Inventing the Endless Frontier: The Effects of the World War II Research Effort on Post-war Innovation
During World War II, the U.S. government launched an unprecedented effort to mobilize science for war: the newly-established Office of Scientific Research and Development (OSRD) entered thousands of R&D contracts with industrial and academic contractors, spending one to two orders of magnitude more than what the government was previously investing in science. In this paper, we study the long-run effects of the OSRD-supported research effort on U.S. invention. Using data on all OSRD contracts, we show that these investments had large effects on the direction and location of U.S. invention and high-tech industrial employment, setting in motion agglomeration forces which shaped the technology clusters of the postwar era. Our results demonstrate the effects of a large, mission-driven government R&D program on the growth of domestic technology clusters and long-run technological progress.
We thank Ashish Arora, Pierre Azoulay, Wes Cohen, Jon Gruber, Adam Jaffe, Simon Johnson, Tom Nicholas, Scott Stern, and audiences at the HBS Faculty Research Symposium and the Urban Economics Association meetings (discussant Alex Whalley) for helpful comments. We also thank Hayley Pallan, Greg Saldutte, and Innessa Colaiacovo for outstanding research assistance, and the Harvard Business School Division of Faculty and Research Development and NBER Innovation Policy grant (2016) for financial support. All errors are our own. The views expressed herein are those of the authors and do not necessarily reflect the views of the National Bureau of Economic Research.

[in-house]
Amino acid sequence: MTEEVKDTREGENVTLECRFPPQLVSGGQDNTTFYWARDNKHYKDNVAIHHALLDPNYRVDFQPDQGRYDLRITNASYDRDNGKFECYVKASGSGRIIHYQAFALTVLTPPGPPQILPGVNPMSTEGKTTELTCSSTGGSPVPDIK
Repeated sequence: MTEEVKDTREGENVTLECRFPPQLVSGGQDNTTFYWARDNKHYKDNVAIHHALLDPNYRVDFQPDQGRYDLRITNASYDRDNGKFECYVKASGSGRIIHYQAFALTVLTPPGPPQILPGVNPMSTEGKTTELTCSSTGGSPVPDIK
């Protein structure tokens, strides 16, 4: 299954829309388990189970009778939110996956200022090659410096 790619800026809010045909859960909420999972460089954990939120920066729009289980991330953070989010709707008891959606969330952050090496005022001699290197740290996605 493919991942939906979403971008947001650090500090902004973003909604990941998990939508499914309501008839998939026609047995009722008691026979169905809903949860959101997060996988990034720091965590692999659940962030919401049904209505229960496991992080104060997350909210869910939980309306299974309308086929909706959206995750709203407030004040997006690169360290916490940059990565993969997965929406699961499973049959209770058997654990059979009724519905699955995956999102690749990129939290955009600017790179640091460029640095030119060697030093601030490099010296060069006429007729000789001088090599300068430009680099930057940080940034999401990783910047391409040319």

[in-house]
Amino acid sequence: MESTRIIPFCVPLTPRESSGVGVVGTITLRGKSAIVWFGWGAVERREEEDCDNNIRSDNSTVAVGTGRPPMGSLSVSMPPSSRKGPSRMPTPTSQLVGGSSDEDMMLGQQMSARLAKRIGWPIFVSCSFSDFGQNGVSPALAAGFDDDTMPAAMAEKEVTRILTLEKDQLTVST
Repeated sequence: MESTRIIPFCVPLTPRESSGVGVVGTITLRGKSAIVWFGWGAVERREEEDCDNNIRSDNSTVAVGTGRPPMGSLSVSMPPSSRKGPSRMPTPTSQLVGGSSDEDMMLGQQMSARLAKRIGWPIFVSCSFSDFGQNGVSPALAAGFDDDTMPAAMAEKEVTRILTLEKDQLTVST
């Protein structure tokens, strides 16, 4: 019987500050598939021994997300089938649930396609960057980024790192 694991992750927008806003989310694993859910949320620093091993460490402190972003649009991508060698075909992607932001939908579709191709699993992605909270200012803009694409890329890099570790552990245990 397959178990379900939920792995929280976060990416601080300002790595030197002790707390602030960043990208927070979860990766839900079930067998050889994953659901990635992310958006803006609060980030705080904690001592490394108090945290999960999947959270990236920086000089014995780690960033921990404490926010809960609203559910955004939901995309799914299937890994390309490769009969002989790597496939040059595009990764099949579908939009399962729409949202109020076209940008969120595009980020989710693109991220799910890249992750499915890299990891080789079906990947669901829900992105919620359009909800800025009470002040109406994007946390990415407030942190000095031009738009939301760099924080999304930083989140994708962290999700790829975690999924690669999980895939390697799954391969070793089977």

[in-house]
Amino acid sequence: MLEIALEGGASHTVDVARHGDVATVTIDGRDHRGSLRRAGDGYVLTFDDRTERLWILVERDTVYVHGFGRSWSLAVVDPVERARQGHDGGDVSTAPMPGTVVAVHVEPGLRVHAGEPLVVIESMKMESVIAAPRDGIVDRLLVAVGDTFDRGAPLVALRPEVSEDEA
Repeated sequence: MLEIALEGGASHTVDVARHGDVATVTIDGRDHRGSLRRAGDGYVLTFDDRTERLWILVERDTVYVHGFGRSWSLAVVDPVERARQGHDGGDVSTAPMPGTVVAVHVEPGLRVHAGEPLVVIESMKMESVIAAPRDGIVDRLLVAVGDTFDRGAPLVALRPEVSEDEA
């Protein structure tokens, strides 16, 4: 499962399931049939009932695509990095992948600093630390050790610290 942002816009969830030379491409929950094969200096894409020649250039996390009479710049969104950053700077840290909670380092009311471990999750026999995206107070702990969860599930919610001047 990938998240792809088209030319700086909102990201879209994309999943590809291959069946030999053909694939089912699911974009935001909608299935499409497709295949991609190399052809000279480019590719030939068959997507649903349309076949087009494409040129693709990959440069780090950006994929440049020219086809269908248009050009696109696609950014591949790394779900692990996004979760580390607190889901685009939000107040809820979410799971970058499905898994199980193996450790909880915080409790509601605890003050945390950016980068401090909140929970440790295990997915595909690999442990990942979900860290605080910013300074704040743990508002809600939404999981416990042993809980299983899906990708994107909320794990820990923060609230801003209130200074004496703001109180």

- Federal support for research led to a surge in wartime patenting and also propelled innovation hubs that fostered post-war...